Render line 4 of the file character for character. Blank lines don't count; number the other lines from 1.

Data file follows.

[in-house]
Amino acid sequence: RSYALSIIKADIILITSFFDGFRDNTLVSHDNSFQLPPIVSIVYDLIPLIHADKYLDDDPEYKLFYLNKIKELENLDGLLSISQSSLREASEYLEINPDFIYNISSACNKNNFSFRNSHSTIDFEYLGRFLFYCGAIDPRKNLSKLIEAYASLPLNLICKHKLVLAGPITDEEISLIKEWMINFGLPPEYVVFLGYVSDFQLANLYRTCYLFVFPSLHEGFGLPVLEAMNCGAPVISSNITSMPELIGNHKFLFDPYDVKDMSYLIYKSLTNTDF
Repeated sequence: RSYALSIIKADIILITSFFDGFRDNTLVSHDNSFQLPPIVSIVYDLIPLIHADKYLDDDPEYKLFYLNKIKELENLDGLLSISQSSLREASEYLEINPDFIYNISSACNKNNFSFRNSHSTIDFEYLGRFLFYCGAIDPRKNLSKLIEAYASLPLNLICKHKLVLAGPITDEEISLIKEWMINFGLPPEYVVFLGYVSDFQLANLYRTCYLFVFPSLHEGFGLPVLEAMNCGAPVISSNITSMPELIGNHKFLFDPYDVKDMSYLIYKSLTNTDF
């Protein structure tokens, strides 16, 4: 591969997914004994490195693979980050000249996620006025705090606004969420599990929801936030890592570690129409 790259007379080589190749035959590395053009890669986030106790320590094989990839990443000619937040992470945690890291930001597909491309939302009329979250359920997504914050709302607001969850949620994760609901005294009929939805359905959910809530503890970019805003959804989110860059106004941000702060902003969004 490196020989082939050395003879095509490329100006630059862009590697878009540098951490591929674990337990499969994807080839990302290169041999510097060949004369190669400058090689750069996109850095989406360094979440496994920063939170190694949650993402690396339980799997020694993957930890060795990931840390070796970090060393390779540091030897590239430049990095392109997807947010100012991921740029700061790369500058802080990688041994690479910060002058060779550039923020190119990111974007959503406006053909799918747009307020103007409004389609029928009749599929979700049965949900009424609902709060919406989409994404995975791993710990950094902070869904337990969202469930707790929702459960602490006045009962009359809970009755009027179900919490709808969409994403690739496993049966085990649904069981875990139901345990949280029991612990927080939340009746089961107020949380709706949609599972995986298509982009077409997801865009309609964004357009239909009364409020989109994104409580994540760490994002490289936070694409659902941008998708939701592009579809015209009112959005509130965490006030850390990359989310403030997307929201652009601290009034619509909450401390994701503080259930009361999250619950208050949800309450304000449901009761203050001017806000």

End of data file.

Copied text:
């Protein structure tokens, strides 16, 4: 591969997914004994490195693979980050000249996620006025705090606004969420599990929801936030890592570690129409 790259007379080589190749035959590395053009890669986030106790320590094989990839990443000619937040992470945690890291930001597909491309939302009329979250359920997504914050709302607001969850949620994760609901005294009929939805359905959910809530503890970019805003959804989110860059106004941000702060902003969004 490196020989082939050395003879095509490329100006630059862009590697878009540098951490591929674990337990499969994807080839990302290169041999510097060949004369190669400058090689750069996109850095989406360094979440496994920063939170190694949650993402690396339980799997020694993957930890060795990931840390070796970090060393390779540091030897590239430049990095392109997807947010100012991921740029700061790369500058802080990688041994690479910060002058060779550039923020190119990111974007959503406006053909799918747009307020103007409004389609029928009749599929979700049965949900009424609902709060919406989409994404995975791993710990950094902070869904337990969202469930707790929702459960602490006045009962009359809970009755009027179900919490709808969409994403690739496993049966085990649904069981875990139901345990949280029991612990927080939340009746089961107020949380709706949609599972995986298509982009077409997801865009309609964004357009239909009364409020989109994104409580994540760490994002490289936070694409659902941008998708939701592009579809015209009112959005509130965490006030850390990359989310403030997307929201652009601290009034619509909450401390994701503080259930009361999250619950208050949800309450304000449901009761203050001017806000």